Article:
New advert for analysis

First seen on ITV during Saturday morning in between the rugby world cup, this advert nearly floored me when I realised that it had effectively rendered my sentiments three dimensionally!

Right down to my scribbling traffic cones as the trumpets of flowers on Costa napkins. I can’t work out if thats reassuring and vindicating of the concept or just irritating that they so publicly got there before I did…

Thinking about it more deeply, I can make some direct comparisons between its intentions and my own. My impression of the world as a place that is dominated by technology in the  literal sense, is visualised to serves as a contrast to the improved performance of the car. While the world is made to look attractive and new-again through its construction in technology, I think it serves to highlight the relevance of my idea to people who will be capable of understanding that I too have substituted the natural for unnatural.

Furthermore as this advert demonstrates, I think the key to its impact is in making the fusion appear natural and seamless. As my sister remarked when I had fished a copy of it from Youtube, its like traffic cones could always have been make into towers of foxgloves. You look at them and wonder why you didn’t see it before. Do people see the roadsigns first or do they see the petals of a flower moving in the breeze? This seems to have been achieved by the use of distance and close-up shots in the advert, to suggest one appearance to the viewer before cutting to a revealing scene of much greater detail that allows identification of the unnatural objects. Very little alteration has been made to the driving related objects in many examples. Where changes have been made, this is to perpetuate the appearance of organic.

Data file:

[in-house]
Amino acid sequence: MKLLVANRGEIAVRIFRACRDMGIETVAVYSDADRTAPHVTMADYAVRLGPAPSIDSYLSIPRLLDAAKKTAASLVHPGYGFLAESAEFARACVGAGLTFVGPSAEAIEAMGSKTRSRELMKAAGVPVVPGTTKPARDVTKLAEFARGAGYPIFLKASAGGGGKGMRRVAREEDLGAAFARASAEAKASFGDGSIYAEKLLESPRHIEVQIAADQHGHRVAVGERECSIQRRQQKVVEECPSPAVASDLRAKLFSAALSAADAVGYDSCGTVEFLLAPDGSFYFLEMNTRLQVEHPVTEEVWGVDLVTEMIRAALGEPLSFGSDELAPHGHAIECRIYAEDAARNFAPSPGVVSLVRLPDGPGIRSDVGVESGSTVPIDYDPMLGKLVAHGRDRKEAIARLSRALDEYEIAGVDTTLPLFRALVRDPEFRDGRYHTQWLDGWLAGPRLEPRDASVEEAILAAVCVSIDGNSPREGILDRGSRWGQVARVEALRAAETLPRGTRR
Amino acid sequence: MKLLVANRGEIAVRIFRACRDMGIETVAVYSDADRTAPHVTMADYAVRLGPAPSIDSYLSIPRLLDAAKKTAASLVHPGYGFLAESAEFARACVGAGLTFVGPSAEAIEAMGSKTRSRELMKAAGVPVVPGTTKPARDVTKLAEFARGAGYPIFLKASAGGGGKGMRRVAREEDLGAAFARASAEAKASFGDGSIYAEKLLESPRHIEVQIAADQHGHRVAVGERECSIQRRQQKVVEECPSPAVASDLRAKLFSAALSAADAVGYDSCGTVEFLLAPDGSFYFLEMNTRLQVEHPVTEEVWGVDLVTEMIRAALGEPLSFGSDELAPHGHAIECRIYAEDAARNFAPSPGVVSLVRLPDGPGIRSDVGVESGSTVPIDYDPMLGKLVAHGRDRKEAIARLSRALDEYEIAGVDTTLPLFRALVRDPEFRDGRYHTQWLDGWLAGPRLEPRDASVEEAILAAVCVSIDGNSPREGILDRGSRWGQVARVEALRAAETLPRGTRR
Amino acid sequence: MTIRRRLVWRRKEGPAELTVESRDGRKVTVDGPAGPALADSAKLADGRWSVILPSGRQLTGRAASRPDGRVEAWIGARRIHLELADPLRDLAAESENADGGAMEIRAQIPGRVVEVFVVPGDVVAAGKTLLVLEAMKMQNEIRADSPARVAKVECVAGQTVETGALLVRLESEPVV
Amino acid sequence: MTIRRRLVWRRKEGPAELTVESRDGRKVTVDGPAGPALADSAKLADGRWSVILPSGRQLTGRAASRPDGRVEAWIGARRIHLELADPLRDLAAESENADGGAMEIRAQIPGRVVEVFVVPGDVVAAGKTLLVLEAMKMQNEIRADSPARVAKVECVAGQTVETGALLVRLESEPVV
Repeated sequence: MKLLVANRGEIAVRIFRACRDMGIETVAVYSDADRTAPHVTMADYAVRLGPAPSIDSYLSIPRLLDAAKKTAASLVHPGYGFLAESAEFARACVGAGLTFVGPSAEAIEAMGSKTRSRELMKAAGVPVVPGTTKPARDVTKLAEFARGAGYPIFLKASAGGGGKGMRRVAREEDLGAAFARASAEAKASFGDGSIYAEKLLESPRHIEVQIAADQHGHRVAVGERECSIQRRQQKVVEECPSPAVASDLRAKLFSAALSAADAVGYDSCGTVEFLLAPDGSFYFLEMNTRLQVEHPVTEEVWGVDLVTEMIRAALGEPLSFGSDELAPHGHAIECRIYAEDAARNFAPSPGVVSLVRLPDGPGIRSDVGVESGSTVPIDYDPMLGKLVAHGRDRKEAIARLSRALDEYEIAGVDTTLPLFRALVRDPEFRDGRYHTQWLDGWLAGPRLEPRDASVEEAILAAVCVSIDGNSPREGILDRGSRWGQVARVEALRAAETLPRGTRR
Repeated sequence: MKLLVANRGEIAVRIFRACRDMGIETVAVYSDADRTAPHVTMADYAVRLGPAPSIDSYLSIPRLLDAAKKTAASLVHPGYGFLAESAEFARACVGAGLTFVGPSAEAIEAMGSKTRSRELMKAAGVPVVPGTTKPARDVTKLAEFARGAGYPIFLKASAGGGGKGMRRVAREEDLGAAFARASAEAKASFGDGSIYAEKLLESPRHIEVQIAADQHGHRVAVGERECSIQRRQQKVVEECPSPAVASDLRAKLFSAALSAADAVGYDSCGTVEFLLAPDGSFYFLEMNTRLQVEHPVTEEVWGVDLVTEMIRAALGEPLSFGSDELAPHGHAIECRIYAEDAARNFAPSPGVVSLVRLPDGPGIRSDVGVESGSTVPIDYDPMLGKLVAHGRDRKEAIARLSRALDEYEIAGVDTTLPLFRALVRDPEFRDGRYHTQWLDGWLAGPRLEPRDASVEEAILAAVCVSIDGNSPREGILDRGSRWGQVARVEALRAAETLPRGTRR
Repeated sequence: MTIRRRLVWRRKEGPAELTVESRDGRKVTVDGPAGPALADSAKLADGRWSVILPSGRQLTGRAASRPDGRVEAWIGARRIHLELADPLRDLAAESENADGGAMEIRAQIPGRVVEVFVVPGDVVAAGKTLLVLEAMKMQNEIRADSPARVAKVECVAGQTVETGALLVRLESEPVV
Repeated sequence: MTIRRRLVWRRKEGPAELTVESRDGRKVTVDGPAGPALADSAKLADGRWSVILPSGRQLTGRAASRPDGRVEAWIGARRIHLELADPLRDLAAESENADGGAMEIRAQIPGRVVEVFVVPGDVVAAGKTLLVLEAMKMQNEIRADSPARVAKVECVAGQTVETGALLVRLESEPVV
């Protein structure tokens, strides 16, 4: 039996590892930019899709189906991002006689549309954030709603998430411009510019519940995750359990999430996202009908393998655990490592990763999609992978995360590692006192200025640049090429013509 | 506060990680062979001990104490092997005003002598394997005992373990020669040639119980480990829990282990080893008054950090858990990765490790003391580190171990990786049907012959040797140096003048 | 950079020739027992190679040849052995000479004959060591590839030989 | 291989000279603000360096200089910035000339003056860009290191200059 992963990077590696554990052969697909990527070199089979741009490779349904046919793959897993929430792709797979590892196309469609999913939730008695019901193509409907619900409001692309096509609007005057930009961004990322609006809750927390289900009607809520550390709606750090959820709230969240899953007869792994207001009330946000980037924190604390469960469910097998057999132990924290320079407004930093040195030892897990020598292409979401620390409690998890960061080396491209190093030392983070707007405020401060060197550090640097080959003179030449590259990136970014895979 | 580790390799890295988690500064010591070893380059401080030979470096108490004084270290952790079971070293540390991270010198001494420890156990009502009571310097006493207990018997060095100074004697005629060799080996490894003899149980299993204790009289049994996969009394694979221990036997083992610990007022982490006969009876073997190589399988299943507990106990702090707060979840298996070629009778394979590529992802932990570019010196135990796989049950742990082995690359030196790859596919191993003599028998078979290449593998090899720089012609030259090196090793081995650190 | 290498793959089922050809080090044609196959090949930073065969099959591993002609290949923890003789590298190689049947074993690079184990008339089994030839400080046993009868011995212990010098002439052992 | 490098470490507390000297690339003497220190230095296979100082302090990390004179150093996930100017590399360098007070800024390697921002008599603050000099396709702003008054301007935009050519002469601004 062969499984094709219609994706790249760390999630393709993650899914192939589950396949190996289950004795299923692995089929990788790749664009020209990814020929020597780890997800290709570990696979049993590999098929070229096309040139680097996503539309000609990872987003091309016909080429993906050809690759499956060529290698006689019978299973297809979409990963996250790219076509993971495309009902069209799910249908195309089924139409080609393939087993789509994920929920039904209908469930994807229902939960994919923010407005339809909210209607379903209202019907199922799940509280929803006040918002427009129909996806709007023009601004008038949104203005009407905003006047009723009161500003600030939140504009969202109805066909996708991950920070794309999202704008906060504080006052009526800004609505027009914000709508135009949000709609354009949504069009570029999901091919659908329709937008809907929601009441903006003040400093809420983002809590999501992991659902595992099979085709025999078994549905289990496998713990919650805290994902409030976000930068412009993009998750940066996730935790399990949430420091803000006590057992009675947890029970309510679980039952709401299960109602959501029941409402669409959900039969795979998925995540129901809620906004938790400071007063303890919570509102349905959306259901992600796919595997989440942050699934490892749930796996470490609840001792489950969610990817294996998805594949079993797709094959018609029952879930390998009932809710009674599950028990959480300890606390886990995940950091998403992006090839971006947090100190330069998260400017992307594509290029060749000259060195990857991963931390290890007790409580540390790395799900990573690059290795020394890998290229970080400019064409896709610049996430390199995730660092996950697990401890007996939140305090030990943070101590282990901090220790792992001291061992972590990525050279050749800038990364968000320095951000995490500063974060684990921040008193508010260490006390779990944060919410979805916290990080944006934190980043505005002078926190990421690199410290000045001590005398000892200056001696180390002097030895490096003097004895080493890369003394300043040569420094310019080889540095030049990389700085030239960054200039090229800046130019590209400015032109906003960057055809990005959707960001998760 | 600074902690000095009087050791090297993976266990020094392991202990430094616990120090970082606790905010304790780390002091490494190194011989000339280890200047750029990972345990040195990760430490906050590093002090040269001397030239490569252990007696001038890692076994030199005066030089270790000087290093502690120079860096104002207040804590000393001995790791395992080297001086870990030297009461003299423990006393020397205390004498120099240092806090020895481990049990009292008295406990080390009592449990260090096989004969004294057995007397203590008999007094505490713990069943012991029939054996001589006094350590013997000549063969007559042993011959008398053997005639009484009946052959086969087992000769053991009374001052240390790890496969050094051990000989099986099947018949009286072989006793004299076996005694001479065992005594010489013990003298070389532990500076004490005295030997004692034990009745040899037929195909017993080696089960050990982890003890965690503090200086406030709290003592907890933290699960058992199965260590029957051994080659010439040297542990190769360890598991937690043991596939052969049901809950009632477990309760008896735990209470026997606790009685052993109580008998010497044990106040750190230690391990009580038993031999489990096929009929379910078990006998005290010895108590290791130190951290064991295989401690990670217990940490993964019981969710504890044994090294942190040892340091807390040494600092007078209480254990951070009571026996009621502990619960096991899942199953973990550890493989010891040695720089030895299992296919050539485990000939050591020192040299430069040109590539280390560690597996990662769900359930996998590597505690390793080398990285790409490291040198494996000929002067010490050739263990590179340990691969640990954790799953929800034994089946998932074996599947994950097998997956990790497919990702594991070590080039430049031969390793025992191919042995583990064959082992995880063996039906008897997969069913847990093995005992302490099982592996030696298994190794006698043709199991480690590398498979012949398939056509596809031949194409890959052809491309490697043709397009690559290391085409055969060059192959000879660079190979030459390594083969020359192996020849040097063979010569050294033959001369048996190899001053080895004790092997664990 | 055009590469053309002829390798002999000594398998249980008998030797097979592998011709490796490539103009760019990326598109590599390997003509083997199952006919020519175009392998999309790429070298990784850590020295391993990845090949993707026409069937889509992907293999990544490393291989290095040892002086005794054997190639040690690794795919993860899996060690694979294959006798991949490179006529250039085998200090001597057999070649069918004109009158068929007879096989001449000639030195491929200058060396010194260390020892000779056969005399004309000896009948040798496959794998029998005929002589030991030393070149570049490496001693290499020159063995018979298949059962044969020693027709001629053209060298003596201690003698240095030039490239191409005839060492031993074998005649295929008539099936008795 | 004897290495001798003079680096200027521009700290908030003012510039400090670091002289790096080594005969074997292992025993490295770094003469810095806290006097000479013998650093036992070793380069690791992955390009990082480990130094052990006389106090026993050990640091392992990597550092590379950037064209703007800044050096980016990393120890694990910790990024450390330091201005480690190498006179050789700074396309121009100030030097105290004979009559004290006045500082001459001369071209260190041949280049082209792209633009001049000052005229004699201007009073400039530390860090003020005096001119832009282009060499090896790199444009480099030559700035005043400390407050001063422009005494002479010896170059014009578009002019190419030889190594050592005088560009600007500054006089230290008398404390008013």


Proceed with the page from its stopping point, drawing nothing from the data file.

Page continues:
I was going to suggest that the flock of geese flying overhead were the only organic thing in the whole advert, but a subsequent viewing to check has revealed a metallic sheen to their wings.

To borrow the words of one online motoring website, we are truly ‘…leav[ing] behind the real world in favor of a computer-generated one filled with life forms based on cars and other driving-related objects’

((Stills taken for sketchbook reference))

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